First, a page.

A topsy-turvy top-10 may not have provided the clarity they desired, but the White Sox knew what they wanted in the first round of the amateur draft on Monday night.
Amateur scouting director Nick Hostetler said the club hoped to select a power bat to complement a young core in need of hitters.
Hostetler thinks the White Sox found exactly what they want in Missouri State’s Jake Burger, whom they drafted with the 11th pick. Burger blasted 43 home runs the past two seasons, including 22 this season. The 21-year-old junior produced a .328/.443/.648 slash line with 13 doubles, 65 RBIs, 43 walks and 38 strikeouts in 305 plate appearances this season. MLBPipeline.com’s scouting report describes Burger as “one of the top power sources available in a draft class short on college hitters.”
“It was pretty fluid this year,” Hostetler said. “It was all over the place at the top. Jake was the guy we identified early in the process … as being the guy we felt had the best right-handed power in the country. Last year we feel like we added the best left-handed power in the country (Zack Collins) and this year we added the best right-handed power in the country. We identified Jake early and knew that he was the guy that hit-wise was exactly what we wanted to do as an organization.”
While the White Sox added a ton of pitchers since their rebuild began last December, they hadn’t added as many position players. General manager Rick Hahn’s plan calls for a critical mass of talent to be acquired as the White Sox want to be able to handle as many of their future issues from within. They know not every player pans out and hope to amass as many players as possible.
The club has added quite a few potential position players in the past 12 months starting with Collins. They acquired Yoan Moncada and Luis Basabe in the December deal for Chris Sale. Last month they added an elite outfield prospect in Luis Robert, who on Monday homered in his first professional game.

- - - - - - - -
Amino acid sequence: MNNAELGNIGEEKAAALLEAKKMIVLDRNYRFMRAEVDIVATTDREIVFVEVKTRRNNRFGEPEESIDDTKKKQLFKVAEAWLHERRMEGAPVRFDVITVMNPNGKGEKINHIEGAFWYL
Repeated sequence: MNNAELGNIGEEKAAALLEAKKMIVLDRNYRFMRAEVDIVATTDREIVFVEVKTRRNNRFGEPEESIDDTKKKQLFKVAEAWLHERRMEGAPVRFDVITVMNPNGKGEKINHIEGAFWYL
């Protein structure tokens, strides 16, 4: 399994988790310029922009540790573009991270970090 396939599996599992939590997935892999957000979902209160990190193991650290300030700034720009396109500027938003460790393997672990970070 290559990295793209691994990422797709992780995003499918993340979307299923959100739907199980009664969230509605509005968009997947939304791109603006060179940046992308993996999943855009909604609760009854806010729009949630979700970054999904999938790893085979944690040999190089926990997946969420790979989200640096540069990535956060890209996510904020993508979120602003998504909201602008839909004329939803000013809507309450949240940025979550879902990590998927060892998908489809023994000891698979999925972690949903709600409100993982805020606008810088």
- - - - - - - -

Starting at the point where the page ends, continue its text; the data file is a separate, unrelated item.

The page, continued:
But there’s still a need for more.
In Burger, the White Sox drafted a player who has tried to model himself after Paul Konerko, one of his favorite players growing up. The St. Louis-native told club officials during his interview he grew up a huge White Sox fan.
“I modeled more of my mechanical side off of (Konerko),” Burger said. “Me as a player, I’m obviously known for my power and the ability to drive the ball out to all parts of the field. But I’m more just a consistent guy too. I’m not hitting .280. I’m hitting for average with the home runs as well.”
Whereas last year the White Sox knew Collins would be available at 10, this draft wasn’t as easy to handicap. There were more than several unknowns in the group ahead of the White Sox to distort their view. Hostetler said the team identified a group of five comparable players with the knowledge that two would be there. Ultimately, they found the right-handed bat they desired.
“Last year we had a clearer picture,” Hostetler said. “This year there were some bits and pieces of it we didn’t know. … You sit there, you sweat it out. You know what your organization wants. We knew we wanted to add an impact-type bat, middle-of-the-order guy and we were able to.”